History of Berea Urban Farm

History of Berea Urban Farm
History of Berea Urban Farm

​The 1.4-acre site of the Berea Urban Farm was assembled from three separate land purchases throughout the summer and early Fall of 2013. The majority of the property was purchased by a local couple, while a smaller portion was bought by the City of Berea/Berea Tourism.

A lengthy series of conversations on the use of the property led to the concept of an urban farm as the option with the greatest benefit to the neighborhood and city. It also served as the foundation of a partnership for planning the farm among Sustainable Berea, Berea Tourism Commission and the Berea College Agriculture and Natural Resources Program. The City of Berea and the Madison County Conservation District subsequently joined as partners, followed most recently by the Community Sustainability Laboratory.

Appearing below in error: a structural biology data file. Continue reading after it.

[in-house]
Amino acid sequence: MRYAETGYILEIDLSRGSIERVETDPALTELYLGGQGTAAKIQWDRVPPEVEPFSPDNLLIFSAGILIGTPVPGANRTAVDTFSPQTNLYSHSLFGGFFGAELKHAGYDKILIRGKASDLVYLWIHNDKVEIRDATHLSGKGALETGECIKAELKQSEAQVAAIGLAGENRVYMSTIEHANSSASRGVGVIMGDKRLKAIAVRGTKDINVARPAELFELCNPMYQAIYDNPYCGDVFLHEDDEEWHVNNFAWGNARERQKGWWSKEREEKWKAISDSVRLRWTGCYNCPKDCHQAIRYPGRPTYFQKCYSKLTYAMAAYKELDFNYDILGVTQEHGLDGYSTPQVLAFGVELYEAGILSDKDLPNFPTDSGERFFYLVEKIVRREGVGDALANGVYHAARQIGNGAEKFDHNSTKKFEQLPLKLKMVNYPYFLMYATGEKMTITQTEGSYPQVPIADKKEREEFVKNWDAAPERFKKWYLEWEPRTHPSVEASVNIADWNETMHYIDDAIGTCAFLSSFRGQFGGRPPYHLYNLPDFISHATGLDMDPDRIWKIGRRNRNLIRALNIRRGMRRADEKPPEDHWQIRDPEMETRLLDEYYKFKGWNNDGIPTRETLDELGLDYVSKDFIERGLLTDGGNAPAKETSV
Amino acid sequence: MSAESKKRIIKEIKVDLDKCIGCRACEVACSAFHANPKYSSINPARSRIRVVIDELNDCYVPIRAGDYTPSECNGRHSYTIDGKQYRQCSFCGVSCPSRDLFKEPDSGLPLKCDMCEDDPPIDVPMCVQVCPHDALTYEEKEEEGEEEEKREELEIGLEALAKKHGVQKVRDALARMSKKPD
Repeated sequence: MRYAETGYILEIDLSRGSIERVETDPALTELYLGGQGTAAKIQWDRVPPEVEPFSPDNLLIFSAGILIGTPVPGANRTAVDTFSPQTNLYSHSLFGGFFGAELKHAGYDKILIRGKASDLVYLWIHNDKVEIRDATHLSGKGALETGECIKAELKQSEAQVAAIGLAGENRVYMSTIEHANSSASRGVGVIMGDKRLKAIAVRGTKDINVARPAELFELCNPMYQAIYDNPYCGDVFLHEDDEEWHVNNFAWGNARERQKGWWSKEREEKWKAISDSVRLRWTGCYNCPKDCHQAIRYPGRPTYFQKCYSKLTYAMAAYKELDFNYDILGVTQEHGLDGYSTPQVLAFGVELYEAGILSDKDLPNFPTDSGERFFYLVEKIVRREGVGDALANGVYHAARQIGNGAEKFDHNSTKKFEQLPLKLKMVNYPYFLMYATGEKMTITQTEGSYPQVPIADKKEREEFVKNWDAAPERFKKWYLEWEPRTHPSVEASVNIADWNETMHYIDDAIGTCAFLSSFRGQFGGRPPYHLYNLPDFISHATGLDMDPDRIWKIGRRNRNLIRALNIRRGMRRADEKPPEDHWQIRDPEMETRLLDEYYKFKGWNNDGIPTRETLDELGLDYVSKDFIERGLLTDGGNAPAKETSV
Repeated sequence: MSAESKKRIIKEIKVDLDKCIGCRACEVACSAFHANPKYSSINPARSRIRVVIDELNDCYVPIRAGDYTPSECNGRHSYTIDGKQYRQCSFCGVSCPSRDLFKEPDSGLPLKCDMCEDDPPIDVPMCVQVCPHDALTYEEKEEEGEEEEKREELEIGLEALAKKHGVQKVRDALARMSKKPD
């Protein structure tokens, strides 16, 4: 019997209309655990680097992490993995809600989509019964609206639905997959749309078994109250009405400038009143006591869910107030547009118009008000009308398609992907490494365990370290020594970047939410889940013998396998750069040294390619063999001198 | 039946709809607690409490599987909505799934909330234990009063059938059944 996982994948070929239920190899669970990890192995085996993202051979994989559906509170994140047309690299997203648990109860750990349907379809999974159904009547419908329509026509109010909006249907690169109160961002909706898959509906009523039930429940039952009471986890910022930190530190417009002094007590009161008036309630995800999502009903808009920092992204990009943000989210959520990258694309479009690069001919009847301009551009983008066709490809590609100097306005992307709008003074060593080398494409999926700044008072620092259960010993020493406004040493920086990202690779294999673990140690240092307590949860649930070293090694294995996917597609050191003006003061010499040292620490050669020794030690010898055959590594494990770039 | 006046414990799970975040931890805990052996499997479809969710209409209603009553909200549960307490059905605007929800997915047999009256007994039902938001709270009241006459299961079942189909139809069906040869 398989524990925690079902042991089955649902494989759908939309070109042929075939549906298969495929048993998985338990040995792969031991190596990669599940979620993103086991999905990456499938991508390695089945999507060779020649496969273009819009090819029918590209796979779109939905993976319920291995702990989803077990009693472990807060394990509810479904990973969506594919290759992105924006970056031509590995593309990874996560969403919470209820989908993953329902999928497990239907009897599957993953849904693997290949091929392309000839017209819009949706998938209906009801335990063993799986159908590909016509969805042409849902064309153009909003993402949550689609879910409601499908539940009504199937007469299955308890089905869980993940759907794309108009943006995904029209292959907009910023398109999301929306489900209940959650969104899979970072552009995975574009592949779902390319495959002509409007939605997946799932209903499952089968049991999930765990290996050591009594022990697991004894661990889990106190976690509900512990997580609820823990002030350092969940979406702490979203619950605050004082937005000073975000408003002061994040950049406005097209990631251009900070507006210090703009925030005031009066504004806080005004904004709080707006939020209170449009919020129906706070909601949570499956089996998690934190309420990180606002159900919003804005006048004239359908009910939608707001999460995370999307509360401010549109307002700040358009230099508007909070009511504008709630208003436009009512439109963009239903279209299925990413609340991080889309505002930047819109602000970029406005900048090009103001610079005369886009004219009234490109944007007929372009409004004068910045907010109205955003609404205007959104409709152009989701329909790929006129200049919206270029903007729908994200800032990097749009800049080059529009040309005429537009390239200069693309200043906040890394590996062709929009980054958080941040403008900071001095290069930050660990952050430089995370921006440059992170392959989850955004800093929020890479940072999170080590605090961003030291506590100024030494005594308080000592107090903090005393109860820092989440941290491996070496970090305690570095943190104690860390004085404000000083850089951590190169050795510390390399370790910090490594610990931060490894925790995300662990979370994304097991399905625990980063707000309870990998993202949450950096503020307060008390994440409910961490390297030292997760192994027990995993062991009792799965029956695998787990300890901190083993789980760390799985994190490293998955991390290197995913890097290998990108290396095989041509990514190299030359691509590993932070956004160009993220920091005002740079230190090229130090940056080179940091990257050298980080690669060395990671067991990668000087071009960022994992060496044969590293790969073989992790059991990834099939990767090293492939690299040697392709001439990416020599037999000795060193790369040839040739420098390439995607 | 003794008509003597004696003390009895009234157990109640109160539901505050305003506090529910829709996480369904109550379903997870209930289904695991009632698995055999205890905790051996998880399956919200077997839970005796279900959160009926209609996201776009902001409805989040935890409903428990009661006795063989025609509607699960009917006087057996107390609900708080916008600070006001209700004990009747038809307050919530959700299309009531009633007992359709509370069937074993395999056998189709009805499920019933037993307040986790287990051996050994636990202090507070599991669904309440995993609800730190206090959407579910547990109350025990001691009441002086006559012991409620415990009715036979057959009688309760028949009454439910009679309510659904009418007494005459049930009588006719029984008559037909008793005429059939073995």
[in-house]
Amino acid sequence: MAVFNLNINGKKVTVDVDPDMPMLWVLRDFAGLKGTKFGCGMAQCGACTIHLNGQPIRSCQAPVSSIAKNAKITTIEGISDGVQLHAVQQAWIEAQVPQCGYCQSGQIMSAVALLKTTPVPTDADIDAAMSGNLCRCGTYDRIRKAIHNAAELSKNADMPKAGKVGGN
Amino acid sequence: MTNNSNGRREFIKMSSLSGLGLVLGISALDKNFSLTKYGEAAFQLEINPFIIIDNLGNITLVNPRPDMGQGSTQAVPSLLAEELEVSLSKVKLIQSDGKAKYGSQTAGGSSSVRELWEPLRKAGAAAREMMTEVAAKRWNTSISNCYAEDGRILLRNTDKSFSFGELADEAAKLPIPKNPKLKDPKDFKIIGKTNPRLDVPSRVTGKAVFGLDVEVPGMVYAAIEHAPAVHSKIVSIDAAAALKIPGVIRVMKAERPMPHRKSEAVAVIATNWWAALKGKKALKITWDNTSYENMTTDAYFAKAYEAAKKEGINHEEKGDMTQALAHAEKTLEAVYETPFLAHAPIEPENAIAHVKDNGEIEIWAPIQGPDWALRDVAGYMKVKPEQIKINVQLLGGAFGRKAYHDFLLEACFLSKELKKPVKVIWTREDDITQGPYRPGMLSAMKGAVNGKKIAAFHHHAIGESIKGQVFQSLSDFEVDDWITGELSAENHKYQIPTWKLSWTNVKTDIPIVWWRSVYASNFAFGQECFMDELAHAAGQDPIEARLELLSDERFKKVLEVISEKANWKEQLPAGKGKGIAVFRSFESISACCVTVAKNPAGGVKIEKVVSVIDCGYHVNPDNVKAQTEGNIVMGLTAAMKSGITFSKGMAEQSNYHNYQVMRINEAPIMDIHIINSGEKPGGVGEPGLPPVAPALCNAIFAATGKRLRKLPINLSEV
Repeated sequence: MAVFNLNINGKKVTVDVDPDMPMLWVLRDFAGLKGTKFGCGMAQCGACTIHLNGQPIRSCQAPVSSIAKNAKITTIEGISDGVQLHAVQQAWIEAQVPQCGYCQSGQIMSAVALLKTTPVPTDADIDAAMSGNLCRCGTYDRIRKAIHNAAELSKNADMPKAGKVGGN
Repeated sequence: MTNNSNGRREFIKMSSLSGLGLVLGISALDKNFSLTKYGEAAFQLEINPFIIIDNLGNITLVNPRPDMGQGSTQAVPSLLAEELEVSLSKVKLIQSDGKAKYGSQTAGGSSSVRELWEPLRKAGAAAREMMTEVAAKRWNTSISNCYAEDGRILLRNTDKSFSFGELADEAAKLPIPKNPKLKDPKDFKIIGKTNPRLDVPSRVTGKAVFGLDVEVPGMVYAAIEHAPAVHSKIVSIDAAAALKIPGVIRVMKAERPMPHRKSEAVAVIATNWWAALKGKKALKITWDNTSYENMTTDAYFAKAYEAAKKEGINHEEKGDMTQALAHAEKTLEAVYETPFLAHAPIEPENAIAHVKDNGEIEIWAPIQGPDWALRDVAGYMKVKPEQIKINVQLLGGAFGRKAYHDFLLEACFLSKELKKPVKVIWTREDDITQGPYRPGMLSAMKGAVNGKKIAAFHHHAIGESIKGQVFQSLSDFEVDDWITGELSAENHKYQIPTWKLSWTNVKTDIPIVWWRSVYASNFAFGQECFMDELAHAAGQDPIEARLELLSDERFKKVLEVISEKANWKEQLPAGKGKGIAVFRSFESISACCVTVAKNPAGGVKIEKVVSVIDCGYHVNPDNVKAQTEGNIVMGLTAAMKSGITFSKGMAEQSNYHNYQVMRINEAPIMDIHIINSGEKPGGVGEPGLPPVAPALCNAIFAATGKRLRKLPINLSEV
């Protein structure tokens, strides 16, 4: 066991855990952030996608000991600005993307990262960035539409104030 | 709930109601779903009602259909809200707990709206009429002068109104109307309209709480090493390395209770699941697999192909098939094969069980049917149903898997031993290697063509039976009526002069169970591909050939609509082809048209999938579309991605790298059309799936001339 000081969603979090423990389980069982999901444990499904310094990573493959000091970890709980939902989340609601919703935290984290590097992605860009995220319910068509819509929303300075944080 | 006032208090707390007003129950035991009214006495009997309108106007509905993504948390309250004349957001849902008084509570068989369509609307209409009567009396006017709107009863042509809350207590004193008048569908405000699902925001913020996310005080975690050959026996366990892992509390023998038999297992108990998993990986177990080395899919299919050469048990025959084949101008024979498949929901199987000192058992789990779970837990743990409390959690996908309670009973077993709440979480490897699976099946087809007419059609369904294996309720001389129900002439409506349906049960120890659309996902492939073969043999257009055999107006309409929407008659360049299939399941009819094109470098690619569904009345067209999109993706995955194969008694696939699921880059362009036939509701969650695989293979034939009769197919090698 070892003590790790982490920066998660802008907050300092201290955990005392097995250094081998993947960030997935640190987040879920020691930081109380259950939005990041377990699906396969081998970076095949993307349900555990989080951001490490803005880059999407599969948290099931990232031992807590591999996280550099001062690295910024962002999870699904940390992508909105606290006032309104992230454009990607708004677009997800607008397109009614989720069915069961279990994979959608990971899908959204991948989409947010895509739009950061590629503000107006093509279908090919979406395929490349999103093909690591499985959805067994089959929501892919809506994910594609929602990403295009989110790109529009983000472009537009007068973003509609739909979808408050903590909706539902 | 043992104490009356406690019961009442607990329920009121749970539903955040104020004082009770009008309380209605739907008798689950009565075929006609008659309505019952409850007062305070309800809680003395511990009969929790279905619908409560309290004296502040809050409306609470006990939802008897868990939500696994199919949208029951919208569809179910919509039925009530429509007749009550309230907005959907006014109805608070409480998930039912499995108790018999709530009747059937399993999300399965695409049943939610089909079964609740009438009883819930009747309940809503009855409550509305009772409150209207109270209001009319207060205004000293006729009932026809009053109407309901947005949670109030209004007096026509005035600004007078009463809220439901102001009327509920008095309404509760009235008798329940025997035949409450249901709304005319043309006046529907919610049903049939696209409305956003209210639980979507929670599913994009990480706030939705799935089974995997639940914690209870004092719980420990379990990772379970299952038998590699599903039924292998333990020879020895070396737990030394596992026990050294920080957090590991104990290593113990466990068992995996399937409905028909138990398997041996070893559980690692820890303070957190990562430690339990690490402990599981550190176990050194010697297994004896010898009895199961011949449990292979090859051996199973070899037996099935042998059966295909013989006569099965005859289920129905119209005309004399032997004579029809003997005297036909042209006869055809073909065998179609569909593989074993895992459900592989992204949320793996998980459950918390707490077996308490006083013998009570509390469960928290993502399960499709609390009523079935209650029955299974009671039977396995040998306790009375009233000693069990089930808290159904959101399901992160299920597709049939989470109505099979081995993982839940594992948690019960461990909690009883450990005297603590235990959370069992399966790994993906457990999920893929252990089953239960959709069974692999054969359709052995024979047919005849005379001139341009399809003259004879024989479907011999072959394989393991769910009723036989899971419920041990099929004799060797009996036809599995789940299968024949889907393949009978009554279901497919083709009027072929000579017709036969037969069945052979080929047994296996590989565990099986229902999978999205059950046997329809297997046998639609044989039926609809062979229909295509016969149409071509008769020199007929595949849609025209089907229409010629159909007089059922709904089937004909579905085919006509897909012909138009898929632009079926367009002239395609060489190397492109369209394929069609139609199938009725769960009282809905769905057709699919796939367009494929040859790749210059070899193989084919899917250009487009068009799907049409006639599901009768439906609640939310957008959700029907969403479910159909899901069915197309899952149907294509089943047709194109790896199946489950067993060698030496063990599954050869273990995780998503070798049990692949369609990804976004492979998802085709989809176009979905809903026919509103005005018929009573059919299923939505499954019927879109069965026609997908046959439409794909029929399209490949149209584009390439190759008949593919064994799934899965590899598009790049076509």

Since that time, we have:

  • conducted a permaculture design workshop which led to a preliminary conceptual design for the site
  • had several work parties to remove invasive species and to do other site cleanup
  • installed an information bulletin board with a living roof
  • researched the history of the site and, through deed records in Richmond, determined that the urban farm site was part of John G. Fee’s (Berea College founder) original holding
  • conducted soil tests for lead and basic nutrients
  • removed two derelict houses
  • seeded the site of the first house with wild flowers and clover to begin rebuilding the soil and to support pollinators
  • established a tree nursery with hazelnuts and 10 apple varieties
  • set up two bee hives
  • installed raised beds and filled them with tomatoes, potatoes, cabbage and marigolds
  • built a Gothic high tunnel for season extension
  • shaped and planted in-ground beds for the corn, summer squash, black beans and an assortment of herbs
  • designed and begun construction of a large, wooden tool shed and a pavilion for hosting workshops
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